a performing and teaching company

No Trespassing

Shot on location in an abandoned barn in the northern California mountains, No Trespassing, features Daniel Gwirtzman in an extended solo, filmed in one take. The site-specific film shot by Stefanos Milkidis exploits the wide central space of the barn as well as its peripheral idiosyncratic elements, including a large pile of stones, holes in the barn’s exterior walls, beams, and ledges. No Trespassing stands as an antidote to the highly-edited films current in popular culture, relying on Gwirtzman’s craft and Milkidis’ carefully considered camera, which dances alongside.

LIVE CHAT held 11am-noon, Friday, February 28, 2014, transcript:

Daniel Gwirtzman Dance Company (DGDC): Good morning! Welcome to the chat. Stefanos, Daniel are you with us?

Daniel Gwirtzman (DG): I’m here, a beautiful sunny day in New York!

Stefanos Milkidis (SM): Hello, hello! And I’m here from sunny Buffalo!

Elizabeth Zimmer (EZ): and here from sunny Chelsea…..

DGDC: Can you tell our readers about the location where No Trespassing was shot? Seems far from the snowy northeast. Elizabeth, welcome!

SM: Gladly! No Trespassing took place in an azing location in Santa Cruz mountains in Northern California.

SL: Hello Daniel, Stefanos, and Elizabeth! I just watched No Trespassing. Daniel, were sections of the choreography improvisation-based? How did you find the barn?

SM: It was an unexpected finding during our residency at Djerassi Resident Artist Progr.

DG: Yes, and what I was just reminiscing about: that we shot this during the winter! In January!

DGDC: SL:, welcome to our chat!

SM: Yeap, and it was 70 degrees. Loved it!

DG: Well, it was warm on some days that’s true. But it was also very cold some of the days in the barn if you remember. Especially wearing just a t-shirt and light sweatshirt.

SM: True. On our shooting at the barn wasn’t so bad though.

EZ: I watched the film. The combination of the moving dancer, the moving cera, and the light filtering in through the barn slats kept making me dizzy.

DG: Sarah, that’s an important question. There were a lot of variables to work with inside the barn, starting with an ungiving concrete floor. I realized early on that I would not be dancing barefoot on this cold and hard surface. There was a definite choreography, but I was allowed moments of improvisation if things went somewhat awry. Getting the shot in one take was parount to our idea.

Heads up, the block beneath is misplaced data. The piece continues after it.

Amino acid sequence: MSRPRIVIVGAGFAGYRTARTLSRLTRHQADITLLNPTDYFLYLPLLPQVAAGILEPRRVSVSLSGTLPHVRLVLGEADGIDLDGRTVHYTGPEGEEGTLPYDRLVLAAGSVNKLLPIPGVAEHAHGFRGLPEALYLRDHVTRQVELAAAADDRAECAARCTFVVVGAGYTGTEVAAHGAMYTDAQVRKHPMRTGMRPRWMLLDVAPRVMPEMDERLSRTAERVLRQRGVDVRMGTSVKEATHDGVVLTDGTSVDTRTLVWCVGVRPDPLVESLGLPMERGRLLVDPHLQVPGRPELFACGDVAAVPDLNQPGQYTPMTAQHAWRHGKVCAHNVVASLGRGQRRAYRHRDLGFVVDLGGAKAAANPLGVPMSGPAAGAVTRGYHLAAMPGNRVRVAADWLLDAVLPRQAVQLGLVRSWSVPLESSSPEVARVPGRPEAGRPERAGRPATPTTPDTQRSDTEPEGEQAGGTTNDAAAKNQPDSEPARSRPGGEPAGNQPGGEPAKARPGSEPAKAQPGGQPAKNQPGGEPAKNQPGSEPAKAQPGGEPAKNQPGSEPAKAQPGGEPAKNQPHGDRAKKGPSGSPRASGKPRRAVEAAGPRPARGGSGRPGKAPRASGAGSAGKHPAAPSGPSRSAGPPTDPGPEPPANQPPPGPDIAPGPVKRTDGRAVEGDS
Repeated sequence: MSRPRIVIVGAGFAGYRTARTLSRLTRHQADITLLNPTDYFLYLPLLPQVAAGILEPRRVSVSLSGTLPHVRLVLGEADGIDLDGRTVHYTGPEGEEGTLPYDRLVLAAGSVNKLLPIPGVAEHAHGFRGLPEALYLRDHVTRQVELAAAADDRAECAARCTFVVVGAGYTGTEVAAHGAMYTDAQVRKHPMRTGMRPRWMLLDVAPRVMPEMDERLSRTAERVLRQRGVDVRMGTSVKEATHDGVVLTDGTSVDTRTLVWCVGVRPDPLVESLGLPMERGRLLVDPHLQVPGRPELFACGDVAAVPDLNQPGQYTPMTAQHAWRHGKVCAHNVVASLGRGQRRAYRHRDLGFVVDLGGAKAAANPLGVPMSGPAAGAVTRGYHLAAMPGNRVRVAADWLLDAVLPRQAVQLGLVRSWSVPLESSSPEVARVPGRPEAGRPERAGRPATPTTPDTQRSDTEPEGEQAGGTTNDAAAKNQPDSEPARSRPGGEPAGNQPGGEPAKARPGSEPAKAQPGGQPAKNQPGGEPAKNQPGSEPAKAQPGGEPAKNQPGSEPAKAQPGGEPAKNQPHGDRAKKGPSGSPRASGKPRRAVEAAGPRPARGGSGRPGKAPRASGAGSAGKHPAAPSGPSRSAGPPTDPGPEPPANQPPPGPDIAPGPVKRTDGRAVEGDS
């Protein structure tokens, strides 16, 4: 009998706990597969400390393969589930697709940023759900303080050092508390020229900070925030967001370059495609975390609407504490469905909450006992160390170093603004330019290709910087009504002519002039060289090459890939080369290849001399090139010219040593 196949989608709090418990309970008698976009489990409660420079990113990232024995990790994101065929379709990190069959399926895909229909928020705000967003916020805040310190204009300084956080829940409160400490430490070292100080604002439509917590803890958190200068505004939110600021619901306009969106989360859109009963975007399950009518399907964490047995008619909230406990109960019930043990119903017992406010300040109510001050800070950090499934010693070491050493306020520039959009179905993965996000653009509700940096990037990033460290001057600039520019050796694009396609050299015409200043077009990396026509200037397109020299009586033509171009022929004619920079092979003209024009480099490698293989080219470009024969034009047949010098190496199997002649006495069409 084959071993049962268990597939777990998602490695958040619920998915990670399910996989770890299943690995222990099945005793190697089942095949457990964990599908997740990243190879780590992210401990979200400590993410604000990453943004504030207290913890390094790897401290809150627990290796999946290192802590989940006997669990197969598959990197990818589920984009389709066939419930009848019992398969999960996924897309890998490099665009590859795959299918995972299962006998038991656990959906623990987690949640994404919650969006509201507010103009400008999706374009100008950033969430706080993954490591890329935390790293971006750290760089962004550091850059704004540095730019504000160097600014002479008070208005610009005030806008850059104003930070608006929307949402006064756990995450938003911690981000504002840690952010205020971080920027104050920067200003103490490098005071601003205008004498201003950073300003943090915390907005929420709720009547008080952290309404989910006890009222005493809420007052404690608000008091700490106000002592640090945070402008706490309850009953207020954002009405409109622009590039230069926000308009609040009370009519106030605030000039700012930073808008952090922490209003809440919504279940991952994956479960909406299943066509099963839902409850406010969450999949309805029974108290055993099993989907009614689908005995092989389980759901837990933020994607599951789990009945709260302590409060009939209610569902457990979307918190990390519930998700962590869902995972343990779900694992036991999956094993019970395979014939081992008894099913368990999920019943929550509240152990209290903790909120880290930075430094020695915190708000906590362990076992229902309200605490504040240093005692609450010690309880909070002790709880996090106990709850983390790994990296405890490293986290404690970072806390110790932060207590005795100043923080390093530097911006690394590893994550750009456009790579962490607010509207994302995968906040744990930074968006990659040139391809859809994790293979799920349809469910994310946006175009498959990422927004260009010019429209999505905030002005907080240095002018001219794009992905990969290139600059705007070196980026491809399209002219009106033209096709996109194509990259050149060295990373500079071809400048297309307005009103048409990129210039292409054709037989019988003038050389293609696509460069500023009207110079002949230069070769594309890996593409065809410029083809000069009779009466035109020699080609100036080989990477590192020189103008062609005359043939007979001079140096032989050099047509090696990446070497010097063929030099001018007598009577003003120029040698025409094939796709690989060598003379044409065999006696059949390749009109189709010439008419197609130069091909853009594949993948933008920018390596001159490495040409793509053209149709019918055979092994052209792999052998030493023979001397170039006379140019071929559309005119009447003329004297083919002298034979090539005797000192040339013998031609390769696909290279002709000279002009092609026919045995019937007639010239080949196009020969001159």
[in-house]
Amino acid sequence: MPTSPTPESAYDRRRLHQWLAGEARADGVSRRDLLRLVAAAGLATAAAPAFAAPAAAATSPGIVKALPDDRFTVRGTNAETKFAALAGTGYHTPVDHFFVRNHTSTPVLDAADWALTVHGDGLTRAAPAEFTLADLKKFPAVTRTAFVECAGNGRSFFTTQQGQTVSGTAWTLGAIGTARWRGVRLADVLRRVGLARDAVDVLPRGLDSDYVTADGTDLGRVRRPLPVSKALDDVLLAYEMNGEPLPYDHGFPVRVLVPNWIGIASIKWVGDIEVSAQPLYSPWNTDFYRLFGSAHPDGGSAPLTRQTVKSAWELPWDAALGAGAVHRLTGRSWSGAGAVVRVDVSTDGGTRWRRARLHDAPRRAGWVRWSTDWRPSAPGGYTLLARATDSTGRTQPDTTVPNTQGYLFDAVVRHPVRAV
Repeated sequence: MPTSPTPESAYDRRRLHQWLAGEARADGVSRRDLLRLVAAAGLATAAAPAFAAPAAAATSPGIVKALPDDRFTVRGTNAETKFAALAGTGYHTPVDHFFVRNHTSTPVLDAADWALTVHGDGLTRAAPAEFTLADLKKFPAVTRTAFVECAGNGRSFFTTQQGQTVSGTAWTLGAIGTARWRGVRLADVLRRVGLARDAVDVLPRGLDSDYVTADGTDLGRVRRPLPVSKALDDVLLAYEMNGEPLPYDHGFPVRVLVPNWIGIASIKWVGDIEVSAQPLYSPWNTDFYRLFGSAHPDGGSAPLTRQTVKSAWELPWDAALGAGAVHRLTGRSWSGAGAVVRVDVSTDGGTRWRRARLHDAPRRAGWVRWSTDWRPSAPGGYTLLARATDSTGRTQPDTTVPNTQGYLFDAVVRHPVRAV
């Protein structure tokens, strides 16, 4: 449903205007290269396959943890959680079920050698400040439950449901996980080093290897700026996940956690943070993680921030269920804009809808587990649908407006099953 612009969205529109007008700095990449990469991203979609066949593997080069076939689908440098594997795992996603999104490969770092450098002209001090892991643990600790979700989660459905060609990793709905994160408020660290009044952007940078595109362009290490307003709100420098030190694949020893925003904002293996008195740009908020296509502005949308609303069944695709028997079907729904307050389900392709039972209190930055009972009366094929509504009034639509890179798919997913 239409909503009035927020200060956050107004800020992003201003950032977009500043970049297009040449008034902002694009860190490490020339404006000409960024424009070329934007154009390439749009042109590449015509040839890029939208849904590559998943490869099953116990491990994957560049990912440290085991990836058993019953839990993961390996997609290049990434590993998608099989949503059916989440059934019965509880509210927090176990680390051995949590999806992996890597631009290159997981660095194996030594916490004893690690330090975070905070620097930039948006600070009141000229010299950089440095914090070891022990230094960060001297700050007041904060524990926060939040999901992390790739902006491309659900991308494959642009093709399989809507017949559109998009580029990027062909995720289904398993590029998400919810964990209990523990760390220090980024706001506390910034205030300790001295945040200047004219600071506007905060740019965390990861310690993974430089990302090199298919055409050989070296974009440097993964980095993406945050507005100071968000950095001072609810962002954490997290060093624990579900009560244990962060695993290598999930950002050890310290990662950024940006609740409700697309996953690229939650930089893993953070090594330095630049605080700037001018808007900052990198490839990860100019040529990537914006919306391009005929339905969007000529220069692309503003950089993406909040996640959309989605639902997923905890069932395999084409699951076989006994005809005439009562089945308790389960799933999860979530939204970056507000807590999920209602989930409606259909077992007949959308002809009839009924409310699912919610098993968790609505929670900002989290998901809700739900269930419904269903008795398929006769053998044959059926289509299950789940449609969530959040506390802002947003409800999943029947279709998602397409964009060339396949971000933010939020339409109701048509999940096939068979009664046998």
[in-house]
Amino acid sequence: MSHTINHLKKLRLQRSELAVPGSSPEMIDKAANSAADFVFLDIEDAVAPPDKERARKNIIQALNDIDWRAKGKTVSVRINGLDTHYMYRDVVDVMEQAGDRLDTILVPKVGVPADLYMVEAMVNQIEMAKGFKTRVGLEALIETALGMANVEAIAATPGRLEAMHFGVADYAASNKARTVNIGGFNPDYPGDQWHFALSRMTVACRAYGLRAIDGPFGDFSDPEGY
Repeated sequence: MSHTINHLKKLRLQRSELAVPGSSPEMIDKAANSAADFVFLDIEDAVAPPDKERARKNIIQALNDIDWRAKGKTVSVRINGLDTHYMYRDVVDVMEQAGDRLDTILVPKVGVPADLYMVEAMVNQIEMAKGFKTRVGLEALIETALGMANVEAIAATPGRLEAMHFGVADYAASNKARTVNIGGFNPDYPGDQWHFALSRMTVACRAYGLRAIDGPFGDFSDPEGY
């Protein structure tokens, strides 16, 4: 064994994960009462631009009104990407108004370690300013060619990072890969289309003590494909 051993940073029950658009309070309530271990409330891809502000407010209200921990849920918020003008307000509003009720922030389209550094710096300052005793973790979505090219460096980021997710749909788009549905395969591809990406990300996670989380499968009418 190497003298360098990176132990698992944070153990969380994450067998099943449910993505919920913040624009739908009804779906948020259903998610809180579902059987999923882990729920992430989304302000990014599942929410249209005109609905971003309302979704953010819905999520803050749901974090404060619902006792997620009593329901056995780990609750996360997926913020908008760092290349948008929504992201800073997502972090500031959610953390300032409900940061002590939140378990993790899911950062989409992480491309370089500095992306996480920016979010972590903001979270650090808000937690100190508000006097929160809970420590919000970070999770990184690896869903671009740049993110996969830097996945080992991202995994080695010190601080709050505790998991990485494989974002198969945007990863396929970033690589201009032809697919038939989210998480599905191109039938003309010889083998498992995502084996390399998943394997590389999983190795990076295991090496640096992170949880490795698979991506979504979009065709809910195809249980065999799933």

SM: Elizabeth, I must say that I was engaged with Daniel in a dance with him, only you cannot see me because I was holding the cera.

SL: Stefanos, can you speak to this as the man behind the cera? What was it getting it all in one shot?

SM: I found this incredibly challenging as it was done all in one shot…Yes Sarah. I think of it as the one work that I had to engage with Daniel so actively. My purpose was not to lose him out of my frame. But I couldn’t anticipate his moves because I did not know his choreography beforehand. That required an extreme level of concentration.

SL: I loved that the cera moved as Daniel moved- it constantly changed my viewing experience and perception of the space, and gave the feeling that there was a duet happening, not just a solo, between you and Daniel and consequently the viewer (me!) and Daniel.

DG: Hopefully the takeaway sensation is not of dizziness, yet there was a deliberate intentionality on our part to have the cera “dancing” with me. Stefanos proved to be incredibly agile in this respect.

SM: Sarah, I glad you are feeling this way. At the time, I was not even sure how many times we had to reshoot the film because I was afraid that during this one long shot something might go wrong. I’m glad that it didn’t. So yes, I dance with Daniel in this piece, trying to capture the whole space.

DG: By the final shoots however, which occurred over multiple days, Stefanos and I had mapped out the choreography and the order in which we revealed the barn. So there were certain understandings of how we were fring the action, even if the specifics of the action changed slightly from take to take, i.e. how I interacted with the gravel. It bece largely consistent after a few takes.